I have been interested in forms of organisation in general, and unions in particular, for some time now. On a recent trip to South Africa I ended up profiling the National Union of Mineworkers for The Hindu, and was intrigued to learn that most unions in South Africa have their own investment companies run, with varying degrees of success, by professional money managers. The following piece attempts to map how one of South Africa’s most powerful unions was transformed by its encounter with high-finance. I would be interested to hear what Kafila readers think of this.
Emperors Palace casino — edifice of dreams, self-proclaimed Vegas of Africa with its 1,724 slot machines, 68 gaming tables, and giant fibreglass statues of Egyptian pharaohs — is a five-minute drive from Johannesburg airport.
In a country of desperate inequality, the casino offers one way past the seemingly impermeable barriers of race and class. Yet, Emperors Palace is a bet in itself, a wager, placed by the National Union of Mineworkers (NUM) on behalf of its many thousand members that money pulled from gamblers’ pockets in Johannesburg will find its way past the city’s smart suburbs into the streaked overalls of men crouched at a faraway mine face thousands of feet underground.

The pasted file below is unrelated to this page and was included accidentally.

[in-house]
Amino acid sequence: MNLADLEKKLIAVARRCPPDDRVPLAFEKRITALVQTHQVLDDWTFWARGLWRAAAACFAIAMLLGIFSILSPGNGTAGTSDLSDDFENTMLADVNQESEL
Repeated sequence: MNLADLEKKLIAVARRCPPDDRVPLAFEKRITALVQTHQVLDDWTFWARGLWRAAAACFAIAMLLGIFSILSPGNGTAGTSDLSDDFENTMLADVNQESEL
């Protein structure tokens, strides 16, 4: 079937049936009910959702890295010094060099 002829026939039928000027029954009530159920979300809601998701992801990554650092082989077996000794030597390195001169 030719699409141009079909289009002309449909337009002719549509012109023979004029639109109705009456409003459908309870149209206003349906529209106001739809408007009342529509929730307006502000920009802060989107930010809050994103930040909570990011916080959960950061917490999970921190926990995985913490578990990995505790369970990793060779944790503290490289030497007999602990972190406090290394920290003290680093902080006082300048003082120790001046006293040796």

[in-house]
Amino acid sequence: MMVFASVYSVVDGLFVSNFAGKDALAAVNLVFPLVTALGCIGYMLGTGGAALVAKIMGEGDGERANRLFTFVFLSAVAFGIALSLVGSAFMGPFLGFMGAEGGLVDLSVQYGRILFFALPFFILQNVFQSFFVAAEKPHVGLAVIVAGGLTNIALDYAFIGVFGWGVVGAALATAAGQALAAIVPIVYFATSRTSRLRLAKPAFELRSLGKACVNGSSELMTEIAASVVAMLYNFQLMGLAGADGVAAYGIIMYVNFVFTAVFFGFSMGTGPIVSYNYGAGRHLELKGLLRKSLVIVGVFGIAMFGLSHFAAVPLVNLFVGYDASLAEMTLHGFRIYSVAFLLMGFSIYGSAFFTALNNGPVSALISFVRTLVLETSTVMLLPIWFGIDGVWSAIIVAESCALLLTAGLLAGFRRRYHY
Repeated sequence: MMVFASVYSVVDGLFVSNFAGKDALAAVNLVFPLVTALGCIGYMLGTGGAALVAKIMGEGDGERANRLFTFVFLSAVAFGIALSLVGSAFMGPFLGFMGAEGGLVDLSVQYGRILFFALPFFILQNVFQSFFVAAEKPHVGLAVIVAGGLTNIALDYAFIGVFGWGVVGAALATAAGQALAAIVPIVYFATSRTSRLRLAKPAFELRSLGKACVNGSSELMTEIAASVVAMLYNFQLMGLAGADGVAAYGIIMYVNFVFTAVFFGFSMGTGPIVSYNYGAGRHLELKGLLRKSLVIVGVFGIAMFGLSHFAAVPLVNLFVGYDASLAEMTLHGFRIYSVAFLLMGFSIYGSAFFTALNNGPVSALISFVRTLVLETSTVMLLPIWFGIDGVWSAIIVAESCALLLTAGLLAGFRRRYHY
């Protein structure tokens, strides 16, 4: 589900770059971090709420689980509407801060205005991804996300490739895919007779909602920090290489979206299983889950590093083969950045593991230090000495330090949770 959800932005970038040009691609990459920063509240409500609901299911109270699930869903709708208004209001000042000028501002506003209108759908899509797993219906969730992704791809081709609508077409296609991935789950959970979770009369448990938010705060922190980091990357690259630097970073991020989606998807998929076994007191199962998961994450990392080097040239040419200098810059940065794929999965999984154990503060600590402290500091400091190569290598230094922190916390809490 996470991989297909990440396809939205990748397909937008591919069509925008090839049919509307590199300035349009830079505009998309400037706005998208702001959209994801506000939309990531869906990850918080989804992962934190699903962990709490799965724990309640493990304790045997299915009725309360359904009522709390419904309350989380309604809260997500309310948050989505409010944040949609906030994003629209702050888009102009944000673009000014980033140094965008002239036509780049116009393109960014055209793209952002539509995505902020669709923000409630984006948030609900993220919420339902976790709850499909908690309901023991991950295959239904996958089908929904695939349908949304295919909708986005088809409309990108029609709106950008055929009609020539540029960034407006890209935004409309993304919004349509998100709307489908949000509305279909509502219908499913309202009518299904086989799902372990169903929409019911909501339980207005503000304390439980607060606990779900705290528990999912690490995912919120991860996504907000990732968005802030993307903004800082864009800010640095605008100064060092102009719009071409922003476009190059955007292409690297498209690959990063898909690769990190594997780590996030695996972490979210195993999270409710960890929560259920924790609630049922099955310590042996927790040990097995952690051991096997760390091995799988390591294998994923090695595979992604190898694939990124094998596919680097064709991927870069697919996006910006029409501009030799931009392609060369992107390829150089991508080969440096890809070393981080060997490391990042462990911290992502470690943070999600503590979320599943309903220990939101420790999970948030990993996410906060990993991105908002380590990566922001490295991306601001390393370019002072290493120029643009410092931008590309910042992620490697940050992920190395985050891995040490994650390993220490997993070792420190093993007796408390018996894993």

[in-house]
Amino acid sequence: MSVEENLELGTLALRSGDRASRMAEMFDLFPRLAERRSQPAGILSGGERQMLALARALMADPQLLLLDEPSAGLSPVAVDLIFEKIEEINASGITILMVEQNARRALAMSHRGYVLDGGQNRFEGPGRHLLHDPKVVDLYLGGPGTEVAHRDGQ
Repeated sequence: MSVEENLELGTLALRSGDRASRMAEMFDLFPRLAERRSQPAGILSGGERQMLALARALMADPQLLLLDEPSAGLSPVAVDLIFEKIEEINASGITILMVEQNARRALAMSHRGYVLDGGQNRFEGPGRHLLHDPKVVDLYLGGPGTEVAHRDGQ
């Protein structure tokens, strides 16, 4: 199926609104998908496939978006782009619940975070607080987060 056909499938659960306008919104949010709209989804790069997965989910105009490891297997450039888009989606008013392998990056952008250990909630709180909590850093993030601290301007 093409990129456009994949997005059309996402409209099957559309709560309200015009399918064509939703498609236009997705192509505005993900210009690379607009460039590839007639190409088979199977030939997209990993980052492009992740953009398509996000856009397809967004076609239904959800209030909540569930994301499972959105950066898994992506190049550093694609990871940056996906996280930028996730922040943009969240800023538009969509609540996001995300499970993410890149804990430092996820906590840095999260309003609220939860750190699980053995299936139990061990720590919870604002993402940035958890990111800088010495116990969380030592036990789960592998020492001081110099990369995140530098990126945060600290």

The casino is part of a diverse portfolio, with a net asset value of just over R3 billion (Rs.1,786 crore), managed by the Mineworkers Investment Company (MIC), an investment company set up by NUM, one of South Africa’s largest and wealthiest unions.
Till recently, NUM had 320,000 members, a cash surplus of R134.4 million, and was pivotal to South Africa’s resource driven economy: mining employs half a million workers and accounts for 10 per cent of Gross Domestic Product and 38 per cent of all exports. MIC is one of the most successful investment companies in the country and disburses R45 million every year as dividends to a union-controlled trust to finance education bursaries for the children of mineworkers. NUM is also part of the national government through the Congress of South African Trade Unions (COSATU) federation. COSATU, the African National Congress (ANC), and the South African Communist Party form South Africa’s ruling alliance.
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